Written by Step Above Stigma's Vice President of Events & Initiatives, Camila Mercado.
Productivity, as defined by the Cambridge dictionary is “the rate at which a person, company, or country does useful work". As a university student, the goal of productivity is always on my mind. Whether it be studying for tests, planning events for my extracurriculars, or getting a workout in, I am always trying to do the most with my day.
For me, productivity is measured in results: How much did I sweat? How many readings did I do? How many errands did I run? Curiously enough, I tend to incorporate self-care and mental health into this productivity checklist as well. For example, how many self-care activities have I done this week?
Did a face-mask
Took a nap/ break from school
Made some art
These things might not seem like examples of productivity. Perhaps you even believe this self-care list entails the opposite; a break from productivity.
However, if we look back to our definition, productivity is “the rate at which a person... does useful work". All these self-care activities are meant to be “useful” to me. The more I take care of myself by using all the tools available to me, the better my mental health will be: self-care will give me tangible results. Being aware of how self-quarantine could negatively affect my mental health I started to keep a daily routine consisting of a half an hour workout, journaling and meditating in order to productively take care of myself and obtain my result: mental wellness.
Well, guess what. I did not obtain the results I was expecting. I began to show a lot of physical symptoms that were brought on by anxiety, which I have never experienced before. Suddenly, I wasn’t being productive in any way. I saw people around me being productive by taking on new projects, becoming entrepreneurs, getting a full-time job, or by slowing down and taking care of their mental health. It seemed like everyone around me was achieving something. This is when I realized that I also understood self-care in terms of productivity. I wasn’t being productive like many around me professionally and I also didn’t feel productive in terms of self-care because I didn’t feel well. This only made me feel worse as I am someone who likes being productive and is up for a challenge. So, why couldn’t I do that this summer?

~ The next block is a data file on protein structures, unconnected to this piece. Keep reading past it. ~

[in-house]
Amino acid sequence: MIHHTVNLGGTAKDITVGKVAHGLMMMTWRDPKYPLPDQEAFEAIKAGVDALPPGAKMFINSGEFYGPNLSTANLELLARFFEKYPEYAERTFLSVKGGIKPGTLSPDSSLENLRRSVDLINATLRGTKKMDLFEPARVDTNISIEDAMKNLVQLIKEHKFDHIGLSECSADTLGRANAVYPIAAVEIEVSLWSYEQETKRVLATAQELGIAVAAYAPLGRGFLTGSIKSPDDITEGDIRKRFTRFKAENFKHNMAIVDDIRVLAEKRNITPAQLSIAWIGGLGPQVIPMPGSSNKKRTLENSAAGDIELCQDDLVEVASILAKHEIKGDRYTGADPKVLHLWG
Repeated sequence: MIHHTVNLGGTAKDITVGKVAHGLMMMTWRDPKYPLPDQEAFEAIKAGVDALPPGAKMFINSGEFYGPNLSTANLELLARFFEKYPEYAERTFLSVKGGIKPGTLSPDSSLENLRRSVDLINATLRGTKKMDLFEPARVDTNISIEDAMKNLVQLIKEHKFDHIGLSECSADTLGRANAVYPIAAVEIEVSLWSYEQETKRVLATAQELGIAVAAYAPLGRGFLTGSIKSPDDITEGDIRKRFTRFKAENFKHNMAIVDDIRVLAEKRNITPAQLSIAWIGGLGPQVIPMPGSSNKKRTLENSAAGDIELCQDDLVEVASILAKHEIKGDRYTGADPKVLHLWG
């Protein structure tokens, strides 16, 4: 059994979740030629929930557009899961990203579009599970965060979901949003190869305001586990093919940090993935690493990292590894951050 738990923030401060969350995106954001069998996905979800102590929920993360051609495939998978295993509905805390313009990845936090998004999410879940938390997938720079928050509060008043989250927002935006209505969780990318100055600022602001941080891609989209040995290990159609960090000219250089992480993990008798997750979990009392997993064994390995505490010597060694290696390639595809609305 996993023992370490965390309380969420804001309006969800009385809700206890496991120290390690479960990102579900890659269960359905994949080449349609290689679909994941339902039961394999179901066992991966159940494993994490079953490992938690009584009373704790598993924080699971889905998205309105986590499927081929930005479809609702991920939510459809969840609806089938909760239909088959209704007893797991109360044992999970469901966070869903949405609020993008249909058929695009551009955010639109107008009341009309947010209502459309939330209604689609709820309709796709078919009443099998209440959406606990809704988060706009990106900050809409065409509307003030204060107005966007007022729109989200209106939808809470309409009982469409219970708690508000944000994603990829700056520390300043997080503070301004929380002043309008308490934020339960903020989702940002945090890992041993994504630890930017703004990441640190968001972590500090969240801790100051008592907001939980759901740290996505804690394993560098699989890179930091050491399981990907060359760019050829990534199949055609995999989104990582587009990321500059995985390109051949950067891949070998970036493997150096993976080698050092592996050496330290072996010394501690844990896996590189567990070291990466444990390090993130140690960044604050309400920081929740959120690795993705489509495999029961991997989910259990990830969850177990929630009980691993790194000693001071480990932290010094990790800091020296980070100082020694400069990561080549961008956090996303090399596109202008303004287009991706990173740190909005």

Well, I came to a conclusion that it wasn’t that I had stopped being productive but that my productivity looked different.
Productivity is not necessarily tangible or visible.
If an employer comes to me and asks me what I did in the summer of 2020 I cannot say that I did an impressive internship or engaged in a personal creative project. What I can say is that my body and my mind fought every single day despite the anxiety, despite the physical pain, despite the limited resources I had to feel better. I fought to never give up on myself. Sometimes that fight was visible: calling friends, going for a walk and baking my favourite cookies. Some days my productivity was invisible, it was just me getting through the day the best I could even if my best was crying all day. I have no proof or tangible result of my summer productivity other than myself. But, if you ask me, I can’t think of a better example of productivity than the time and energy we spend on ourselves when every day seems like a battle. It’s not that I wasn’t productive this summer, I was struggling. I was productive this summer because I struggled, and if fighting for myself every day is not “useful work” I don’t know what is.